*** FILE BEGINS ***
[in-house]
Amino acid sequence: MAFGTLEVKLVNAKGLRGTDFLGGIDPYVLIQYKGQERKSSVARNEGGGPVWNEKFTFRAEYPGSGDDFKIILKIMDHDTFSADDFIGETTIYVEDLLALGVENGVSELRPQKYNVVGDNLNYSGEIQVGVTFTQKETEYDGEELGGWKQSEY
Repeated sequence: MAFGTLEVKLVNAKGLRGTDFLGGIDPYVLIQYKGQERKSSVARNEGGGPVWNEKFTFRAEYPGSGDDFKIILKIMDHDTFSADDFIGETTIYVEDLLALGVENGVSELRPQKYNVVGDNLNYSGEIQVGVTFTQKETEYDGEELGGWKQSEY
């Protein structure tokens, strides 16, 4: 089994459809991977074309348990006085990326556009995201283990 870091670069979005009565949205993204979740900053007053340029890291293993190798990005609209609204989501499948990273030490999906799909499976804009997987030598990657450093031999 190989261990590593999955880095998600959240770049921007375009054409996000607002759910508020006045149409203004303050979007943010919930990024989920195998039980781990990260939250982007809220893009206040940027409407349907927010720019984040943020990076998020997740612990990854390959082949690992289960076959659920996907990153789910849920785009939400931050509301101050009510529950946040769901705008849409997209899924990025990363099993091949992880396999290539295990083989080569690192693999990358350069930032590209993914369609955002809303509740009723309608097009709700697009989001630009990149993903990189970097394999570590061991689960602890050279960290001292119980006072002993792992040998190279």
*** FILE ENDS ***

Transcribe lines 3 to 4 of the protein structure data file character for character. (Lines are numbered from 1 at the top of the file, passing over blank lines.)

Repeated sequence: MAFGTLEVKLVNAKGLRGTDFLGGIDPYVLIQYKGQERKSSVARNEGGGPVWNEKFTFRAEYPGSGDDFKIILKIMDHDTFSADDFIGETTIYVEDLLALGVENGVSELRPQKYNVVGDNLNYSGEIQVGVTFTQKETEYDGEELGGWKQSEY
């Protein structure tokens, strides 16, 4: 089994459809991977074309348990006085990326556009995201283990 870091670069979005009565949205993204979740900053007053340029890291293993190798990005609209609204989501499948990273030490999906799909499976804009997987030598990657450093031999 190989261990590593999955880095998600959240770049921007375009054409996000607002759910508020006045149409203004303050979007943010919930990024989920195998039980781990990260939250982007809220893009206040940027409407349907927010720019984040943020990076998020997740612990990854390959082949690992289960076959659920996907990153789910849920785009939400931050509301101050009510529950946040769901705008849409997209899924990025990363099993091949992880396999290539295990083989080569690192693999990358350069930032590209993914369609955002809303509740009723309608097009709700697009989001630009990149993903990189970097394999570590061991689960602890050279960290001292119980006072002993792992040998190279």